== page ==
Later on he took a bath. He stood by while the bath filled, unhappy. It was the end of a long and upsetting day.
The bath was one part of a remedy for the unhappiness. A moment before he'd eaten a fast food dinner. Later he would drink beer and watch a film. When the bath was almost full he took his clothes off, placed his book on top of the toilet cistern, and pissed into the toilet. Then he slid into the water.
The bath had all kinds of comforting associations for him. Foremost of these was the womb. It was a gentle warm annihilation that asked nothing of him.
He grew comfortable, then spent some time reading the book.
He melted into the warm water and after a couple of difficult pages was transplanted into the world of the story. It was a grimy and wretched world filled with unhappy people, he enjoyed it. He floated through the scenes as a spectator, intrigued by the characters and their suffering.
For a while he saw everything with vivid clarity.
But then the words began to tangle up, some of the expressions were too oblique. The author described a character as a “smudge” against the “grey black night”, and he found this too difficult to visualise. Specifically the night being both grey and black.
He closed the book and leaned back in the tub. Tired. It had been a long day. He opened the book again, but closed it a moment later. For some reason he balanced it on top of his head.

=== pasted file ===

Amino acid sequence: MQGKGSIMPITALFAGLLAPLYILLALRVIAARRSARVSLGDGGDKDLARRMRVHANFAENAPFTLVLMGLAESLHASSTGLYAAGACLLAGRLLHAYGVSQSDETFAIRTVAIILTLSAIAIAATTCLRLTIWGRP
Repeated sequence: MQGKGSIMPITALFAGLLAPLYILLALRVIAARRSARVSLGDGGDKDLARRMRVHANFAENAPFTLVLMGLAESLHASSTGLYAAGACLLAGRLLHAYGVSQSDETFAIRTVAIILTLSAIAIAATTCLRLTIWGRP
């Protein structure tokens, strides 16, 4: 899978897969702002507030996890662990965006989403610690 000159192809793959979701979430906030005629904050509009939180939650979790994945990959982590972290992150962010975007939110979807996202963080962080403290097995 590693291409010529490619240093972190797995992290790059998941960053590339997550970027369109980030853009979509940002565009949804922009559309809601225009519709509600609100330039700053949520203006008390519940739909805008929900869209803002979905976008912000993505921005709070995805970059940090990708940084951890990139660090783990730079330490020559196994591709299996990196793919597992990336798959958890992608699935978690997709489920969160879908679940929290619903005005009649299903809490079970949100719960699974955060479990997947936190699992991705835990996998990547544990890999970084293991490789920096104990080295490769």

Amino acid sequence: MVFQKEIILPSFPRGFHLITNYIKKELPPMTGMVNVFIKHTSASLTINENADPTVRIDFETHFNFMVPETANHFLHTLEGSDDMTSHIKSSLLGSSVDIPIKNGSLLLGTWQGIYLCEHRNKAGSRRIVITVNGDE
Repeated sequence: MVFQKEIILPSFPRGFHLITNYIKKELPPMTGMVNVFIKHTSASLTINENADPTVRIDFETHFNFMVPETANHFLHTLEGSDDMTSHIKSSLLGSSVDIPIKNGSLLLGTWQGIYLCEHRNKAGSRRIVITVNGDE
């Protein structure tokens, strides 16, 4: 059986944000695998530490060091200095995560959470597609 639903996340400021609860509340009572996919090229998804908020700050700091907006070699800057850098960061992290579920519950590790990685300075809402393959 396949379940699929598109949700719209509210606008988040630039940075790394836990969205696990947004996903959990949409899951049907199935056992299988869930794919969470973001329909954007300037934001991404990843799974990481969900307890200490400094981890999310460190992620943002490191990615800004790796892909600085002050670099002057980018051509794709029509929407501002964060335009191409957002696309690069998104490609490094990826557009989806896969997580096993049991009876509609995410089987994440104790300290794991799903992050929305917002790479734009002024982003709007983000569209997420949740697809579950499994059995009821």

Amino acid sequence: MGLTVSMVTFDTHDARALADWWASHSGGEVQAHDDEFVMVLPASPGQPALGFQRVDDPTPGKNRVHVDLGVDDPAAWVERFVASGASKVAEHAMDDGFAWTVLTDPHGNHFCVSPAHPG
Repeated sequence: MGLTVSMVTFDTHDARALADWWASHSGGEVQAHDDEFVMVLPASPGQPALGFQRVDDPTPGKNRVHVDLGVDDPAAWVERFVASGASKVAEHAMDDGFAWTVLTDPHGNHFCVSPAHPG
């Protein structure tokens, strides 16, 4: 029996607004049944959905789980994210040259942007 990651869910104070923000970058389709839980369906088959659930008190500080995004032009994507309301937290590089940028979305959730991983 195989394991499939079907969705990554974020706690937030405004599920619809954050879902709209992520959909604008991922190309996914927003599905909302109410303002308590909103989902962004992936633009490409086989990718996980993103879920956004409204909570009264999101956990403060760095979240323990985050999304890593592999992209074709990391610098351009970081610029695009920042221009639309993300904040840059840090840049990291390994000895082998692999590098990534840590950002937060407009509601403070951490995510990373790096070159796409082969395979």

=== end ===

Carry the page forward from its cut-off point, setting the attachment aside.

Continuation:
Fighting back sleep. But then he slept. He woke a moment later, the book still perched on his head – a close call, it could easily have slipped.
He set the book back on the cistern, and fell asleep.
Woke, blinked, looked about him. Then fell asleep.
His sleep was black, blank and dreamless.
Each time when he awoke, he found himself relaxed and at peace. Sleep hung around him like a heavy force, it couldn't be fought. It was as if he were being born, again and again, into short lives he could make no sense of, then swiftly obliterated. Born, to live for a moment, just long enough to realise he was slipping away.
It felt good. It was only afterward, as the bath drained, that the comparison with births and deaths occurred to him. Maybe Samuel Beckett would have liked that. The sort of thing he was often saying about the human condition. Good old Samuel Beckett.
What was I going to do next, he thought.
Oh - beer and a movie.
Another good idea. On days like this, the best you could hope for was to disappear.
Felix’s War Diary: 11 November 1918
2 months ago